RUN: Ready to Race For Life

It’s now been a year since I ran my first 10K race, and tomorrow I’m running my next – Race For Life in Delamere Forest. Whilst it’s unlikely I’ll be achieving that elusive sub-45 minute tomorrow, it’s given me a chance to reflect on the races I’ve done over the past year, especially that very first one where I didn’t know what to expect.

Laura from Fat2Fit has written a great post on how to prepare for a race, so elaborating on this I thought I’d add a couple of anecdotes I’ve experienced myself on race day. I am Queen of not listening to advice, thinking I know better, so I have certainly made a few mistakes to learn from..!

You shouldn’t be doing anything new on race day, whether that be food, dress, or any other process. As I was getting ready for the Manchester 10K I decided to try something fairly elaborate with my hair: I thought it was a great idea to attempt to French braid the back of my hair going up into a bun for the first time ever, and the numerous failed attempts set me back a good half an hour and I was having a total meltdown. About my hair! Seriously. In the end I just put my hair up in a ponytail. Doing new things adds more stress to an already stressful situation so stick with what you know.

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Nike Running vest (old)/Nike Pro Classic bra/Skins A200 tights*/Nike Flyknit Lunar 3

As well as laying out your kit to ensure you’ve got everything, I recommend running in your full kit at least once before the race. My friend Stewart told me he’d run with a waistbelt with a few things in before, but when it was full of gels on marathon day it felt totally different – I found this too with my pack full of Boost bars. During a 10K you don’t really need fuel or water (unless it’s a very hot day) so tomorrow I’ll be wearing the bare minimum of a tee and tights, and I have decided to wear my new Skins compression tights* so I took them for a test run today. Compression increases blood flow to your muscles so is brilliant for recovery after a run, but since I’m trying to push my 10K pace a bit I will be wearing them during the race to hopefully reduce lactic acid build-up. Plus, I love the print; it’ll look awesome with my pink RFL tee! I also like to take long compression socks and put them on straight after the race for a speedy recovery, too, but again if this isn’t something you’ve done during training I wouldn’t worry about rushing out to buy a pair.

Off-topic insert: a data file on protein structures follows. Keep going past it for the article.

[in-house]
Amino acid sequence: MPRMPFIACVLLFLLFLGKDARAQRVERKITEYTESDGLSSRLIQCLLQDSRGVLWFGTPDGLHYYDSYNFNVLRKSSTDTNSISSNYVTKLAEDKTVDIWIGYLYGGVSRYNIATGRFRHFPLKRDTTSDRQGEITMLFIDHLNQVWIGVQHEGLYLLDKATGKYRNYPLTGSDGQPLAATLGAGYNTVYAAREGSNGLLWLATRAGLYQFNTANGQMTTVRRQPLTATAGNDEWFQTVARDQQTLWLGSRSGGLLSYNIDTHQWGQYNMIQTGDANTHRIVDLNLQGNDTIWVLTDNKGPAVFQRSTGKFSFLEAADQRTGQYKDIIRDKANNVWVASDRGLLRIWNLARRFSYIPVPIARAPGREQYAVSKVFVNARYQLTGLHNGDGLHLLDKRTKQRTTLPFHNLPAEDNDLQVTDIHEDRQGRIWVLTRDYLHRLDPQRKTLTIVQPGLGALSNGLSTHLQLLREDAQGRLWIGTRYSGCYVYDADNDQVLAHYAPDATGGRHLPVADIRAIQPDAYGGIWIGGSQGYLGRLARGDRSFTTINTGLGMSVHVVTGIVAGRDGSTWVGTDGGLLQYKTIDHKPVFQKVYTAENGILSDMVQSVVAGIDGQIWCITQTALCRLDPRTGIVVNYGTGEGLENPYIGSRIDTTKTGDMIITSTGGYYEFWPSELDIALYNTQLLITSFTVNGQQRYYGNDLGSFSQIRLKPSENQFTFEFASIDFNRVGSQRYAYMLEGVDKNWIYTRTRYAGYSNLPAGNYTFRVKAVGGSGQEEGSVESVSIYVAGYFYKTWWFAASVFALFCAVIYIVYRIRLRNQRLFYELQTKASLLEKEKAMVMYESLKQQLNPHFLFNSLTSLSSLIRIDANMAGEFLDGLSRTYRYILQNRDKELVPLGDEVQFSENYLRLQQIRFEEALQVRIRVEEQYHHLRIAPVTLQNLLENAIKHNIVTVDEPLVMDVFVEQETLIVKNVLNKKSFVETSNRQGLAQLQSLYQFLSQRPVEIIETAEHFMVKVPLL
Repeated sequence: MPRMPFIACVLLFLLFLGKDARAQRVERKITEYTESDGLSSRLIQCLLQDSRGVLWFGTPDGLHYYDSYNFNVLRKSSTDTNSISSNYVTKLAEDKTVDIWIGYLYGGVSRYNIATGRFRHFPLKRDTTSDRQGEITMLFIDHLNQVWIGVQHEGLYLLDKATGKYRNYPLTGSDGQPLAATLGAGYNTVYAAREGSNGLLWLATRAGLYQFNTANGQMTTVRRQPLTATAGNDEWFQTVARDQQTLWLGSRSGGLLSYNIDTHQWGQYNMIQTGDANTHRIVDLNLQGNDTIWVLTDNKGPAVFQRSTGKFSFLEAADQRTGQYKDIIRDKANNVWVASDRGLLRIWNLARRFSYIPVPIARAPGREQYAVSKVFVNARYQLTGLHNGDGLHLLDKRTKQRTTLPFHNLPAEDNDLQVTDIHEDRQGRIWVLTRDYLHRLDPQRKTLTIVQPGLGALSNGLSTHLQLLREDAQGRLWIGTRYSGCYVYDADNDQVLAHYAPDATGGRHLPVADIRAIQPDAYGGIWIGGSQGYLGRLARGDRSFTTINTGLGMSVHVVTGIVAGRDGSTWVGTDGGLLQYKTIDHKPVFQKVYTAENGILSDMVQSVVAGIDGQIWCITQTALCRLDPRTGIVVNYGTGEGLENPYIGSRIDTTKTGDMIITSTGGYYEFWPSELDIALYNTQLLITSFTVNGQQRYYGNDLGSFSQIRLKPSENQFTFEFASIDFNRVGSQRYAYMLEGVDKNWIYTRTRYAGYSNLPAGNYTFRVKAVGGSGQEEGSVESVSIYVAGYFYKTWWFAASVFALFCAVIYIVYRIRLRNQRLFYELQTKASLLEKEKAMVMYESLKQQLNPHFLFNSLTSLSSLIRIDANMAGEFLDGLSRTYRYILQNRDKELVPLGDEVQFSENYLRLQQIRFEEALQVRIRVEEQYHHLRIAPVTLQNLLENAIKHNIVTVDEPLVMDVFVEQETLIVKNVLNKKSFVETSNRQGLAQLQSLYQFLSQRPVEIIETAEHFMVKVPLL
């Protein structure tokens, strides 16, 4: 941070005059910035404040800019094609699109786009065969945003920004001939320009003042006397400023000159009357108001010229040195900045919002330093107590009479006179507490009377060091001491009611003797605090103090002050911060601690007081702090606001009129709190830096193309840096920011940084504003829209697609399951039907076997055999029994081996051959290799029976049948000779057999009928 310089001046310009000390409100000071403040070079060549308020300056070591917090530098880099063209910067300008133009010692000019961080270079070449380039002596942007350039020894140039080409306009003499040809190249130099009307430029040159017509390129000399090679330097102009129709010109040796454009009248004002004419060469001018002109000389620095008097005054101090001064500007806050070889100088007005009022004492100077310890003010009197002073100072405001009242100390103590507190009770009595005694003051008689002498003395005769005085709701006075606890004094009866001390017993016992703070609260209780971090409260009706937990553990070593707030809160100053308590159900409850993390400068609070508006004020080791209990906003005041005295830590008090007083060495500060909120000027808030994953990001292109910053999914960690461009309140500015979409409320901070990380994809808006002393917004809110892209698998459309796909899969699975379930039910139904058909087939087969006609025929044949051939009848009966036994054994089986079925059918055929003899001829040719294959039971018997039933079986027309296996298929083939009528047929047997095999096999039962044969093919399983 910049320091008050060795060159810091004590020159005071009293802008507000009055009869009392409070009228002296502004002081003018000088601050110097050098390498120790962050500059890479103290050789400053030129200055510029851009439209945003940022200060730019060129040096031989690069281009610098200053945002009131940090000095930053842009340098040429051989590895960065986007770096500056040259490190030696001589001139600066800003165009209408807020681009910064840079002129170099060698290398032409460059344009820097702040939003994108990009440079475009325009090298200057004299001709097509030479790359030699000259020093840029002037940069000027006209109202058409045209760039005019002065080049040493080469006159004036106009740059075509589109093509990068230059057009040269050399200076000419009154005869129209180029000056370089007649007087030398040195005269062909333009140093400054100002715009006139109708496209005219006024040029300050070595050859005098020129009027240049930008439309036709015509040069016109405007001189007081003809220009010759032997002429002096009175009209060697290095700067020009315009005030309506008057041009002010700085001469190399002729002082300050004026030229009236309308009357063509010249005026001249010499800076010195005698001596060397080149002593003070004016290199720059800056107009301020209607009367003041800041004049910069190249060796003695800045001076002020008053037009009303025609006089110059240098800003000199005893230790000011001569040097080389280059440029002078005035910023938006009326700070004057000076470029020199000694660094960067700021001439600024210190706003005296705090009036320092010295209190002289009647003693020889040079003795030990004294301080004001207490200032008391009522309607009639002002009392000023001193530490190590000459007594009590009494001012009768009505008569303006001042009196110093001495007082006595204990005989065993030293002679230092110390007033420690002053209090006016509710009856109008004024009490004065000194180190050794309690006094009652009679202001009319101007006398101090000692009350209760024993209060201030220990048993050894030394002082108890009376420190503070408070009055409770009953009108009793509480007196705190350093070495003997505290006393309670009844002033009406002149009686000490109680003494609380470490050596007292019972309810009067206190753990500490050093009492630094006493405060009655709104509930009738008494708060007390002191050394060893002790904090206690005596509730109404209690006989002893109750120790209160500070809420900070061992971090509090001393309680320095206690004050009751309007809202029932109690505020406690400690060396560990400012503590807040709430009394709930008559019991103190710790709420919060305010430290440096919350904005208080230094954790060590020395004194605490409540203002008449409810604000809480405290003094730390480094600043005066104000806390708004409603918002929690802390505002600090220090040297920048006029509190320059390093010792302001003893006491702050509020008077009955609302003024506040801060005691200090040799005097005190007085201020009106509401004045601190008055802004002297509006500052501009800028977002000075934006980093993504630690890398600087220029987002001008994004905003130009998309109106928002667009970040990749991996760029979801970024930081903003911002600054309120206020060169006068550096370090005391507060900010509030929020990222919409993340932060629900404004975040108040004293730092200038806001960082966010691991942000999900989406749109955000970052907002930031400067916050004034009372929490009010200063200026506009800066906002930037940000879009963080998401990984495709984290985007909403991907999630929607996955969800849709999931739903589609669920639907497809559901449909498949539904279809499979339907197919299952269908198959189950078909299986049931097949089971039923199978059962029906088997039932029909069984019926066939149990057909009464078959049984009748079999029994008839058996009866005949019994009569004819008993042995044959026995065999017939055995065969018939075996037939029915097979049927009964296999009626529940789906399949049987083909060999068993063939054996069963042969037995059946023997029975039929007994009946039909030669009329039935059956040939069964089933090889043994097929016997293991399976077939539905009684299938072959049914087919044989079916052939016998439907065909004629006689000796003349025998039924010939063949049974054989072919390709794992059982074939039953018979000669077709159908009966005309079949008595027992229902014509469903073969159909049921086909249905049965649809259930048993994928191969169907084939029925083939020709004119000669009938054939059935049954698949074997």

Car parking and toilets are another thing I tend to get in a flap about on race day. Morning of the Manchester Marathon (which started at 9am.. 9am!) we were late to leave the flat, then there was a queue for the car park, then a queue for the toilets, which meant I didn’t have chance to go before the race started. Give yourself the best chance by researching how to get to the race in good time, and figure out exactly how long it’ll take. Add in some extra time for traffic, queues and car park issues. That will have you there in good time to go to the toilet at least once before the run – because you’ll want to go even if you went just before you left the house, trust me.

I know a lot of people choose Race For Life as their very first race so maybe you’re reading this now and joining me in the run tomorrow! If you’re yet to enter one don’t forget you can get £2 off entry using the code RFLSQUAT. If you have any last-minute panics on race day, whether it’s tomorrow in the near future, feel free to get in touch (Tweeting me is likely to get the fastest response) for advice or even just sympathy! Once the race is over all your worries will seem trivial, then it’s time for the main event: that post-race meal. I recommend fish, chips and mushy peas, or just your favourite meal of all time. You’ve earned it.

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